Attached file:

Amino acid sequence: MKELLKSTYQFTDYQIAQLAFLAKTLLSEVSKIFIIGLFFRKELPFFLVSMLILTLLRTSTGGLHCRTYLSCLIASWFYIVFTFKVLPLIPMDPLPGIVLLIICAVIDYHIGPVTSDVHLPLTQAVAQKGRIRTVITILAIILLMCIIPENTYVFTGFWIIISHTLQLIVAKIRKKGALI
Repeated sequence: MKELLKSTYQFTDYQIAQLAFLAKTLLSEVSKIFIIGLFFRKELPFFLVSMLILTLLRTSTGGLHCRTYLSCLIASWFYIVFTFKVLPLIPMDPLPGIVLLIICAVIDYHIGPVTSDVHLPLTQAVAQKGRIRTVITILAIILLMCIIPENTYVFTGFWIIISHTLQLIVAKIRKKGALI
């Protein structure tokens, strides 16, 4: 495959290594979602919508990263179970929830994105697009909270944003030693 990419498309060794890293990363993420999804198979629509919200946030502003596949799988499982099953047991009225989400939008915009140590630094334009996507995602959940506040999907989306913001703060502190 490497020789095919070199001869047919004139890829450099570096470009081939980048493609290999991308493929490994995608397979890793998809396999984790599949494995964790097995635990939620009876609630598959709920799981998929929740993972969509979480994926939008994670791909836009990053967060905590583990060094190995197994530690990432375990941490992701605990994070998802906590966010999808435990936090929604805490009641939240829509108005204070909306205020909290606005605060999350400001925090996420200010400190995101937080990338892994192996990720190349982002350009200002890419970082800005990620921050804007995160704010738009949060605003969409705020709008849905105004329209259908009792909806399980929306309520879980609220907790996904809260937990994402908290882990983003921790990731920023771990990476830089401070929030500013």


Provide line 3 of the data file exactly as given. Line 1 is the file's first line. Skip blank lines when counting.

């Protein structure tokens, strides 16, 4: 495959290594979602919508990263179970929830994105697009909270944003030693 990419498309060794890293990363993420999804198979629509919200946030502003596949799988499982099953047991009225989400939008915009140590630094334009996507995602959940506040999907989306913001703060502190 490497020789095919070199001869047919004139890829450099570096470009081939980048493609290999991308493929490994995608397979890793998809396999984790599949494995964790097995635990939620009876609630598959709920799981998929929740993972969509979480994926939008994670791909836009990053967060905590583990060094190995197994530690990432375990941490992701605990994070998802906590966010999808435990936090929604805490009641939240829509108005204070909306205020909290606005605060999350400001925090996420200010400190995101937080990338892994192996990720190349982002350009200002890419970082800005990620921050804007995160704010738009949060605003969409705020709008849905105004329209259908009792909806399980929306309520879980609220907790996904809260937990994402908290882990983003921790990731920023771990990476830089401070929030500013």